Let me tell a short story of mine. When I had my daughter 3 years ago, I thought my life has flipped upside down. I struggled from everything like mood swings, depression, loneliness, breastfeeding, cooking with baby, sleepless nights, felt useless and constant disagreement with partner. Totally unmotivated mom I could say. I felt heavy due to the demands placed on my shoulders each and every day. Even though, my husband helped me a lot in household chores, I felt some burden in me. I wanted someone to motivate me. Major stress built around me. The feelings I experienced was overwhelming and new, as I live away from family and friends it became more stressful.

As a new mom, I was constantly seeking answers in google. I googled the most ridiculous things. If people judge my parenting I started responding and felt guilt about my parenting. It continued for a…

View original post 847 more words

Guest Blog Post: “Nature Cure by Richard Mabey: Overcoming depression through a love of nature,” a book review in Denzil Walton’s exact words

"Nature Cure," by Richard MabeyThe healing properties and potential of nature have always been known, but are finding a “comeback” these days, with hip terms like forest bathing now being recommended from psychiatrists’ couches. The book “Nature Cure” presents a personal re-discovery of the benefits of nature.

Richard Mabey is one of the UK’s finest nature writers. The first of his 32 books was Food for Free (1972), and his latest is The Cabaret of Plants: Forty Thousand Years of Plant Life and the Human Imagination (2016).

Unfortunately, between 2000 and 2002, Mabey suffered a severe depression. We find him at the start of the book in bed, blankly gazing at the wall. But encouraged by friends and realizing the need for a change of air, he uproots himself from the family house in the Chilterns where he and his sister have lived for 110 years between them, and heads off to East Anglia to live in a room in a farmhouse. His room is “like a small forest” with “more oak inside it than out.” And here he strings up a series of low-energy lamps and makes his nest, amazingly not with a computer but two manual typewriters.

Throughout, Mabey describes his breakdown and steady recovery with his characteristic laid-back style, like your favourite uncle relating exploits from a distant past. We get a glimpse of what may have caused his freefall into depression when he describes what it takes to be a full-time writer: “doggedness to be alone in a room for a very long time.”

His honesty is admirable. Owning up to depression is never easy, even these days, perhaps especially for a successful writer at the pinnacle of his career (he had just completed the epic and lauded Flora Britannica). Even more difficult was when depression robbed him of his desire to write: “it made me lose that reflex, it was like losing the instinct to put one foot in front of the other.” But obviously Mabey regained that reflex, and how he did is very touching – and through writing he began to unlock “pieces of me that had been dormant for years.”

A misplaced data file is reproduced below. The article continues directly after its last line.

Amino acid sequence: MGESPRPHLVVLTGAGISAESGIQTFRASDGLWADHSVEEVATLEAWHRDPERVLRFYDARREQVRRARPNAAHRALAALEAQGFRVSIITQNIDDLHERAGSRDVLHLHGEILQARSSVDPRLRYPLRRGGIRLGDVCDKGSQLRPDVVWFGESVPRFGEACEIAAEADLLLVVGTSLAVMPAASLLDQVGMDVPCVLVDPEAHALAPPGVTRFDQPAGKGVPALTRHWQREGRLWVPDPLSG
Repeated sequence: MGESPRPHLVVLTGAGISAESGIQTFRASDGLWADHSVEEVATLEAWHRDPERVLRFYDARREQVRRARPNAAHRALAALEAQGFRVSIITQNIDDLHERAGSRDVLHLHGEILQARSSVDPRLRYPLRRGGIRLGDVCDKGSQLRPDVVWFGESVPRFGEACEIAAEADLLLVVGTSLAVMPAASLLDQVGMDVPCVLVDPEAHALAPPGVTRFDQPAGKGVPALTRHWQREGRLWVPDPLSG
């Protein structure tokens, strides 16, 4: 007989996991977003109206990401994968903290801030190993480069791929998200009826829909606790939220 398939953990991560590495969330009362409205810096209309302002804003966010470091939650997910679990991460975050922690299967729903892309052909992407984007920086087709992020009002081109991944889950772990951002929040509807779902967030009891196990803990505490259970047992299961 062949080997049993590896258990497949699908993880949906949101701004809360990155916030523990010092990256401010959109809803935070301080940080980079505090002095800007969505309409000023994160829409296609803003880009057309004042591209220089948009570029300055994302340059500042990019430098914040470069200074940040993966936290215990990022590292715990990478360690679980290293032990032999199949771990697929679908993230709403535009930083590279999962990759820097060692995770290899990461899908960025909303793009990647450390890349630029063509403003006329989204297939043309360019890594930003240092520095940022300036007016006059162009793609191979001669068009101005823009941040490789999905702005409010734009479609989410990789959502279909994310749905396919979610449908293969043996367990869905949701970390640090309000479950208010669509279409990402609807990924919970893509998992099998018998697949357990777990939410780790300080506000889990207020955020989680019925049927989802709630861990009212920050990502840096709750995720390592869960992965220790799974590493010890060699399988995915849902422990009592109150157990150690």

His style is warmly conversational, making the book easy and pleasurable to read, despite the subject matter. He gently leads you from subject to subject, so that you forget where the conversation started. One moment he is describing wild horses on Redgrove Fen, and his musings about their origins leads to cave paintings in France and then to local Stone Age flint mines in Norfolk, and somehow to Virginia Woolf and moats. Is this what he refers to later as “free-range reading?”

Nature Cure is definitely a recommended read, for anyone interested in good writing about nature, and the cure he describes might well be of benefit to others suffering from depression too.

Denzil Walton writes two blogs: Discovering Belgium and Life Sentences.

How do you live? by da-AL

Nest of chicks
Thanks Ryan McGuire of Gratisography.com

“You only die once.

You live every day.”

Quote by John Feal

John Feal founded the FeelGood Foundation, which helps 9/11 responders as they continue to deal with the aftereffects of dealing with injuries and toxins.

We must, he reminds us, make the most of our lives. Every day we get out of bed offers us a new opportunity.

Good deeds, moreover, are infectious. In a recent radio interview Feal recounted how, when he’s in line to buy coffee, he often pays for the drink of whoever’s behind him.

His philosophy: when we’re kind, we can’t help but be kind to others.

The kindness of others has helped me to be a better person. How about you?

Magic: David Sedaris Makes a List by da-AL

If you don’t already know who David Sedaris is, you should. He’s a great writer, that’s why — moreover, he’s a fabulous performer of his writings.

Author David Sedaris

His most recent book is least like his prior books. For those new to his writing, it’s easier to start with any of his older books. His recent, “Theft by Finding: Diaries (1977-2002),” is his most personal and darkest.

Regardless of whether you hate him or never read a single sentence of his, he’s a mega-publishing success.

With that held in your mind, dwell upon the fact that many years ago, when he was very young and very depressed, he wrote up …

A  L i s t

Years later, he’d gotten every single thing on it and more!

Author David SedarisI listened to him reading his book and didn’t read it in print, so I’m paraphrasing …

David Sedaris’ 10 Reasons to Live

  1. Christmas
  2. Family beach trip
  3. Writing a published book
  4. Seeing my name in a magazine
  5. Watching ‘C’ grow bald
  6. (This one I couldn’t figure out what he was saying)
  7. Seeing Amy (his actress sister) on tv
  8. Other people’s books
  9. Outliving my enemies
  10. Being interviewed by Terry Gross (host and co-executive producer of the hugely popular National Public Radio show, “Fresh Air”)

Me? My lists tend to be daily ‘to do’ ones. Often I have to shake myself and look at the bigger of what I’m trying to achieve. Once I do, though, my life seems to track better. With a good optimistic overview of where I hope to go, work doesn’t seem as much like work and patience comes more easily.

What’s worked for you? Do you keep lists?

Love is everything by da-AL with Video by Mengwen Cao

Mengwen Cao
Mengwen Cao

Listening … Loving … Accepting … Understanding … Courage …

Love demands ongoing practice and desire. Not always easy, but always rewarding.

Watch how Mengwen Cao comes out to her parents and how they respond. She’s a photographer, videographer, and multimedia producer. Born in Hangzhou, China, she came to the United States in 2012.